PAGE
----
1302 S. 500 East, Salt Lake City ; 801-467-4070
Gorgeous curries and soups at this down-to-earth Thai venue close to Liberty Park.
Hours: M-Th, 11:30am-3pm, 5-9:30 pm; F-S, 11:30am-3pm; 5-10pm; Su, 5-9:30pm
Liquor: Beer & Wine
Recommended Dishes: Tom kha soup, green curry, honey shrimp.
July 15, 2009
Tasty Thai displays skill while skipping the saccharine
By Vanessa Chang
It's easy to be cynical about Thai food. I for one know because I am ... or was. These days there are almost as many Thai restaurants in northern Utah as there are ward houses. From Logan to Salt Lake City to Utah County, it's a Thai-happy trail complete with names that pair an adjective with the word "Thai." (Just in case you sat down to eat, looked at the menu and couldn't tell curry from Crab Louie.)
I saw the cynicism and reluctance in a friend's face when I asked if she would visit Tasty Thai with me. "Thai?" she said, drawing out the one syllable while thinking of excuses not to go. I could see her recalling the memories of bad-Thai-meals-past -- the heavy-handed sweet curries, the near-identical menus.
Perhaps it's our fault that most Thai establishments are nearly indistinguishable from one another. Instead of expanding our Thai repertoire, wary proprietors play it safe with the usual suspects of red curry and pad Thai overburdened with one-dimensional sweetness. Can't say that I blame them. Sugar is our de facto drug of choice around these parts. Lace it in any dish, particularly of the Asian variety, and it's more or less an instant hit.
So when we sat down at Tasty Thai, just a stone's throw from Liberty Park, we braced ourselves for a saccharine jolt. The soup arrived first, the quintessential tom kha ($3.95 to $5.95). We stirred the bowl, summoning the tender pieces of chicken, mushrooms, galangal, lemon grass and deep green kaffir lime leaves.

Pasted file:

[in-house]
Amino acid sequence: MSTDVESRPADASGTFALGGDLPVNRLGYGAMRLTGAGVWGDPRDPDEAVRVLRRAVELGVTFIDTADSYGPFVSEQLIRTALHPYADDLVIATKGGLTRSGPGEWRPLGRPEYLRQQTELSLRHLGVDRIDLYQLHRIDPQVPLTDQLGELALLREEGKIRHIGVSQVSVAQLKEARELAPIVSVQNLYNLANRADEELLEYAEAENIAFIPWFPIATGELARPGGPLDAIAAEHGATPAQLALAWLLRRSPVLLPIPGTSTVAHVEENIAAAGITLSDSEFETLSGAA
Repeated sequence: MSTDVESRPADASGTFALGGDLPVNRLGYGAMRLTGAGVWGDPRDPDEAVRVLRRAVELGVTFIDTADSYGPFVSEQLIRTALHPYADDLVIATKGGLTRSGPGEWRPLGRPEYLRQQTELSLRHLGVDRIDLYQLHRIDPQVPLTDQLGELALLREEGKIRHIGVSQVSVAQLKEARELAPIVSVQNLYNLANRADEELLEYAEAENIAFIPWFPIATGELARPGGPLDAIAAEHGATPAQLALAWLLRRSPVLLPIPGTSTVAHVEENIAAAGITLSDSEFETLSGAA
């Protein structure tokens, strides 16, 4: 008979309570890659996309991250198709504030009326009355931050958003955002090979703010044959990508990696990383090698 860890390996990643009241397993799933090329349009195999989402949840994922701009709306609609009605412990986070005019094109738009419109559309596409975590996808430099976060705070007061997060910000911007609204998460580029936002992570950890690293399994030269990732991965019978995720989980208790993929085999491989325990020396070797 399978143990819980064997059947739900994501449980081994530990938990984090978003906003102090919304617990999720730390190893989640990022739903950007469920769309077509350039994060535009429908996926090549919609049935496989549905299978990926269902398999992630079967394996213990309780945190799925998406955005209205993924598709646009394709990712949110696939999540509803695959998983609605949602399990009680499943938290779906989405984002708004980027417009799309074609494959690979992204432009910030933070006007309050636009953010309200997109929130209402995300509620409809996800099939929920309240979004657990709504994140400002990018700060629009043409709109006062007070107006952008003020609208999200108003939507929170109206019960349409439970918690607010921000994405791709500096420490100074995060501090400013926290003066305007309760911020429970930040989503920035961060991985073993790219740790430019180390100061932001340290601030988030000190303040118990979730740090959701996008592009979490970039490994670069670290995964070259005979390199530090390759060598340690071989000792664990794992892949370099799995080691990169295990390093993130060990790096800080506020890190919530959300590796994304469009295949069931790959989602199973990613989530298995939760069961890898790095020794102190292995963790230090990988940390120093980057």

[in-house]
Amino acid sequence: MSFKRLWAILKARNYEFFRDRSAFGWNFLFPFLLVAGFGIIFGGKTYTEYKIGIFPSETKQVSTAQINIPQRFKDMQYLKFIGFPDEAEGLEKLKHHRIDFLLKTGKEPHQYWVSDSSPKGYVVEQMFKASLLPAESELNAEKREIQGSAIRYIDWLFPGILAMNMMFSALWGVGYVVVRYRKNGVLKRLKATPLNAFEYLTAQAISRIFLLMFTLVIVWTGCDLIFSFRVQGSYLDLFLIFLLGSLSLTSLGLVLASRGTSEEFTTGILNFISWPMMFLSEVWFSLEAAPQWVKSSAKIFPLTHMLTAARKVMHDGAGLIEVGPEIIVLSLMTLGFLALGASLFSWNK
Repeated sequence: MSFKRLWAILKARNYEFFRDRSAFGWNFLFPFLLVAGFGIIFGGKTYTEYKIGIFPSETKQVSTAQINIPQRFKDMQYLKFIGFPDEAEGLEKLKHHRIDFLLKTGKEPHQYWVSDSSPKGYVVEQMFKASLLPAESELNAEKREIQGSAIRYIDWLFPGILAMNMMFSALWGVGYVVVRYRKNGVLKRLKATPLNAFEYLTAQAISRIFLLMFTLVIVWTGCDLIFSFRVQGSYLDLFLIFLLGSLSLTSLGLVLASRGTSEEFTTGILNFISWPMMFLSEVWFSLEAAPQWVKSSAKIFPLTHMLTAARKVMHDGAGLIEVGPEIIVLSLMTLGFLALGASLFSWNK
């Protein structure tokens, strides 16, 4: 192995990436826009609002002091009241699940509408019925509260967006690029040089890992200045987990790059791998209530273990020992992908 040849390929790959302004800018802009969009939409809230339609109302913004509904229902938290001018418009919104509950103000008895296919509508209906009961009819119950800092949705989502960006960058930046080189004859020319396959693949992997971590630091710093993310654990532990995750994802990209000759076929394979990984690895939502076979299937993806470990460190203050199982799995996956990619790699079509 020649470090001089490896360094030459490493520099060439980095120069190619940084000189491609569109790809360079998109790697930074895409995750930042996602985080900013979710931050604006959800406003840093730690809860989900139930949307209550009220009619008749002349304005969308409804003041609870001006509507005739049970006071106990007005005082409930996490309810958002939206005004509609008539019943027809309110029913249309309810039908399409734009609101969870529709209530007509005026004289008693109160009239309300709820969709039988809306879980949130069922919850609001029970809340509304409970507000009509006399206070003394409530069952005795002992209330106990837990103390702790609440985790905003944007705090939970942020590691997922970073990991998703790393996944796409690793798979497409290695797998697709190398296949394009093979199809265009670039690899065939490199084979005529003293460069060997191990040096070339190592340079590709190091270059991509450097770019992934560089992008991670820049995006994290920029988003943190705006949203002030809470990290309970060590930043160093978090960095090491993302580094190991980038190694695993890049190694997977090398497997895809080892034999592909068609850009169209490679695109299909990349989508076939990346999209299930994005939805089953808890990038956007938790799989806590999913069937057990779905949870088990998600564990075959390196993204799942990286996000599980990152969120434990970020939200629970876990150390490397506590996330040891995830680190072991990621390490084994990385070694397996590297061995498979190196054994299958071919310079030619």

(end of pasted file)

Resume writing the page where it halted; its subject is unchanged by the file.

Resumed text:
The pale white coconut milk was the canvas for the aromatics (which you leave in the bowl, eat only your meat of choice and mushrooms) and each bite displayed the requisite sweetness, but the sharpness of galangal and the tang of fresh lime juice also punctuated on our tongues. It was invigorating. Thai soup lovers should make it a point to taste Tasty Thai's. The hot and sour tom yum and its aforementioned milk-spiced cousin (both $3.95 to $5.95) were equally well executed.
The server, who was also the host, checked in on us frequently. Whether it's dinner or lunch, at Tasty Thai there's usually only one gracious server/host/hostess and an army of ladies in the open kitchen that reminded me of a school cafeteria -- if I only had this for lunch in high school. This place doesn't need the polish or panache of concept restaurants or places that rely too heavily on sleek packaging to compensate for mediocre dishes. The food is enough.
Our order came out quickly and piping hot. The menu's spice levels are measured with one, two or three chilies -- which is called "Thai hot," and I dare you -- aren't for the meek. I figure if I'm going to sweat, I'd rather it be from a good dish than the relentless summer heat or, gasp, a workout.